One of the purposes of this blog is to describe what federal trial judges really do. Although I could never do it in his beautiful and gentle manner, I have a good role model just down the hall.
The man I was appointed to succeed as a federal district judge here in Lincoln, Senior Judge Warren K. Urbom, has written about what it is like to be a federal trial judge with great candor and uncommon wisdom. And he has written about so much more. See Warren K. Urbom, Called to Justice, The Life of a Federal Trial Judge, (University of Nebraska Press, Law in the American West Series, 2012) (forward by Chief Judge William Jay Riley of the United States Court of Appeals for the Eighth Circuit).
Numerous luminaries have expressed glowing praise for Warren’s book. They include Deanell R. Tacha, Dean of Pepperdine Law School and former Chief Judge of the 10th Circuit; former Director of the FBI and CIA and former judge on the 8th Circuit, William Webster; Bob Kerry, former U.S. Senator and former President of the New School in New York; and Roxanne Dunbar-Ortiz, author of the Great Sioux Nation: Sitting in Judgment of America.
Here is a quick summary of Called to Justice, the Life of a Federal Trial Judge:
Early in his judicial career, U.S. District Judge Warren K. Urbom was assigned a yearlong string of criminal trials arising from a seventy-one-day armed standoff between the American Indian Movement and federal law enforcement at Wounded Knee, South Dakota. In Called to Justice Urbom provides the first behind-the-scenes look at what quickly became one of the most significant series of federal trials of the twentieth century. Yet Wounded Knee was only one set of monumental cases Urbom presided over during his years on the bench, a set that in turn forms but one chapter in a remarkable life story.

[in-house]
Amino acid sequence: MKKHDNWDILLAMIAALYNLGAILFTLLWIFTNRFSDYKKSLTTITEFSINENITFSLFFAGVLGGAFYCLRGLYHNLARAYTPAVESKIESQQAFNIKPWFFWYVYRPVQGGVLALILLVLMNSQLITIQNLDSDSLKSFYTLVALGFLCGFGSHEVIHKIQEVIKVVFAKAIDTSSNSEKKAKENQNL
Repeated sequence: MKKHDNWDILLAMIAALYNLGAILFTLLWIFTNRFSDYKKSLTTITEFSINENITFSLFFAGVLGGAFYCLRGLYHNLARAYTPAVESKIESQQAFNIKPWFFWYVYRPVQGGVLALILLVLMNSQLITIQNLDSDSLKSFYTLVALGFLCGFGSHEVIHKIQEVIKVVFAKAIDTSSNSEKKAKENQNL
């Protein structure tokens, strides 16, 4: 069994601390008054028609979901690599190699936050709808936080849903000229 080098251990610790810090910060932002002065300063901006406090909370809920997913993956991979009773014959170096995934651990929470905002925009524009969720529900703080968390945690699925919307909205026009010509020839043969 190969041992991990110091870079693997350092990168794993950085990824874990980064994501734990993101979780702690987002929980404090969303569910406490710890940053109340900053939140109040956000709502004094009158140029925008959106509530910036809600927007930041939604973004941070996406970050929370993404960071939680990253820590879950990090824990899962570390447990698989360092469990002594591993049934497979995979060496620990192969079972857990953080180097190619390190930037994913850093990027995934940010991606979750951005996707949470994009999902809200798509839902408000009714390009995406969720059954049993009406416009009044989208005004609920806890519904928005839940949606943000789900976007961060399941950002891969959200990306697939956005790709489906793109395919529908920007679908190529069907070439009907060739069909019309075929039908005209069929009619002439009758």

Urbom’s memoir begins on a small farm in Nebraska during the dustbowl 1930s. From making it through the Great Depression and drought to serving in World War II, working summers for his father’s dirt-moving business, and going to school on the G.I. Bill, Urbom’s experiences constitute a classic American story of making the most of opportunity, inspiration, and a little luck. Urbom gives a candid account of his time as a trial lawyer and his early plans to become a minister—and of the effect both had on his judicial career. His story offers a rare inside view of what it means to be a federal judge—the nuts and bolts of conducting trials, weighing evidence, and making decisions—but also considers the questions of law and morality, all within the framework of a life well lived and richly recounted.
What’s my take on the book? If you like exquisite prose, you will love this book. If you like history, you will love this book. If you like the law, you will love this book. If you like an autobiography that reads like a novel that keeps you up at night, you will love this book. Most of all, if you want to rekindle your belief in the basic goodness of this country, you will love this book.